References in classic literature ?
And having split the detested gloves in dragging them on, he nerved himself for the effort, walked up to Polly, made a stiff bow, stuck out his elbow, and said, solemnly, "May I have the pleasure, Miss Milton?
Scores of times I nerved myself almost to the point of asking her, but never quite reached the necessary pitch of effrontery.
She had nerved herself for the last culminating ordeal, and his remark was like a blow to her self-possession.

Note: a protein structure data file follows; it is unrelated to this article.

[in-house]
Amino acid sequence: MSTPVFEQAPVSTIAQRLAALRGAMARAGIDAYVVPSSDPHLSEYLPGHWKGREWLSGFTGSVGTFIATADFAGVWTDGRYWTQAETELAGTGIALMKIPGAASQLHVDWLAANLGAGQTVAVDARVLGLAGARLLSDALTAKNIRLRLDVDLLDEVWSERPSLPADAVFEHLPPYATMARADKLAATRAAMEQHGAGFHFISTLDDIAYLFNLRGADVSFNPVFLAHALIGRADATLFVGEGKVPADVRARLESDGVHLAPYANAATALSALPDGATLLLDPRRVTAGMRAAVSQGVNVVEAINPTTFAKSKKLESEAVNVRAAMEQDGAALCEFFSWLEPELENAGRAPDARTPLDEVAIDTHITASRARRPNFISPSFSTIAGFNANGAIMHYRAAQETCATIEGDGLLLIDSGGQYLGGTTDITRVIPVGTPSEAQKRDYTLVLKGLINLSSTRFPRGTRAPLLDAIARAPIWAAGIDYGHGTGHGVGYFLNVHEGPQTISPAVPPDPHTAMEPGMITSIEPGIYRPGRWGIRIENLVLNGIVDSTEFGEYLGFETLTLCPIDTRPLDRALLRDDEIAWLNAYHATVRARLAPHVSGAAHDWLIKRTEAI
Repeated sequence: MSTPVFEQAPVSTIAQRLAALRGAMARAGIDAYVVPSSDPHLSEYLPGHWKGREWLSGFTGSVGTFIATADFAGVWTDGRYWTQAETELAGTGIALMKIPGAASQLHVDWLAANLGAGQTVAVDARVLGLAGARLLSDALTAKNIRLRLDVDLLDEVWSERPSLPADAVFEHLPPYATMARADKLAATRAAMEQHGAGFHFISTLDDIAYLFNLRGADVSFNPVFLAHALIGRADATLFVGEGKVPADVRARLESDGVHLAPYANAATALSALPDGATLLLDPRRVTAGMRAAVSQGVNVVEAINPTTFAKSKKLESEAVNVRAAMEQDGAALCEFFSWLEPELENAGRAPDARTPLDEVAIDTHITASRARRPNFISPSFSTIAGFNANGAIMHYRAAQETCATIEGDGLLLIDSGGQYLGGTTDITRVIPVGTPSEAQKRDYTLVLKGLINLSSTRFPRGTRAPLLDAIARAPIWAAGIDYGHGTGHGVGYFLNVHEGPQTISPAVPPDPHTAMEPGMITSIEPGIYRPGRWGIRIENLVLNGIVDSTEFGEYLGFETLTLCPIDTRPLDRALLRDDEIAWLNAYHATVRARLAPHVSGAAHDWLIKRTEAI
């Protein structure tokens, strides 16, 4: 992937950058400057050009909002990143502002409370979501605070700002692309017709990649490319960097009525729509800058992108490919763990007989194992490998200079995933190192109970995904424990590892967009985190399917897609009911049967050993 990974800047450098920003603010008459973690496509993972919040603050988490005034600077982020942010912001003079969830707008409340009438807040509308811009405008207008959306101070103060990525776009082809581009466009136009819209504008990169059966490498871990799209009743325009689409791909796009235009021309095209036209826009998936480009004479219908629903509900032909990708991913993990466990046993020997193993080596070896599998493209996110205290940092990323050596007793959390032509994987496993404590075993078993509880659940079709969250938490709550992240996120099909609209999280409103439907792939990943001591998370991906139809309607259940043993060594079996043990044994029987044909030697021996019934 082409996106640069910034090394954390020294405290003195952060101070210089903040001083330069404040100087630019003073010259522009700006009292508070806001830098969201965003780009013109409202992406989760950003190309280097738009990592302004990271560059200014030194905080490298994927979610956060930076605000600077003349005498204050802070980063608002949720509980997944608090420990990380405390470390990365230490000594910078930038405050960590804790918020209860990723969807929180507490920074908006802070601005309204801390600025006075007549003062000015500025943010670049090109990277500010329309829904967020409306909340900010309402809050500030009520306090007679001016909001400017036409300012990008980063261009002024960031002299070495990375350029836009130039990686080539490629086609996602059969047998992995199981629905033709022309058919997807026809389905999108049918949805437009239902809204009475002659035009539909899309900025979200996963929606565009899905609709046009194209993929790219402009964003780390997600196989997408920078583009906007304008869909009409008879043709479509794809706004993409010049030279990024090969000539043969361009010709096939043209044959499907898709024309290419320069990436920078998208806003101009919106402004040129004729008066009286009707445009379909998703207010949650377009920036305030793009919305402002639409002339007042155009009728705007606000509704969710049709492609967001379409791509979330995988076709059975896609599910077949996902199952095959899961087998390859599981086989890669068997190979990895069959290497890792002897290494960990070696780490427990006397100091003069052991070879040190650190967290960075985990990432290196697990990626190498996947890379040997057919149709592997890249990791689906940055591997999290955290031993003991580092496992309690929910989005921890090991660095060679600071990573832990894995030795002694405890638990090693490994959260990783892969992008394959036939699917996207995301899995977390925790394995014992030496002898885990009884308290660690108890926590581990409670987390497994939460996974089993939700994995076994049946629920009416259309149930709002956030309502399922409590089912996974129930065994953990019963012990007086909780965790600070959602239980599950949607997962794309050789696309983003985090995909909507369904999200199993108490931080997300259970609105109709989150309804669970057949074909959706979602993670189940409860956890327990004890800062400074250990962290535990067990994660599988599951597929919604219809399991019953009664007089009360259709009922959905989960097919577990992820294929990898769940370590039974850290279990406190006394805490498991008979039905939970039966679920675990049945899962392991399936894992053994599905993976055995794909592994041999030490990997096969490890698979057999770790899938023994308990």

He, who was more delicately coordinated, more finely nerved and strung than any of them, had no nerves of this sort.
And this feeling was so uncomfortable that it nerved him to break through the awe-inspiring aloofness of his captain.
As though she felt relieved at having said so much, and had nerved herself to the remainder of her task, she spoke from this time with a firmer voice and heightened courage.
The same when he paused, and when he spoke, it as yet showed him always the one attentive frown, and the dark revelation before mentioned of her being nerved for the occasion.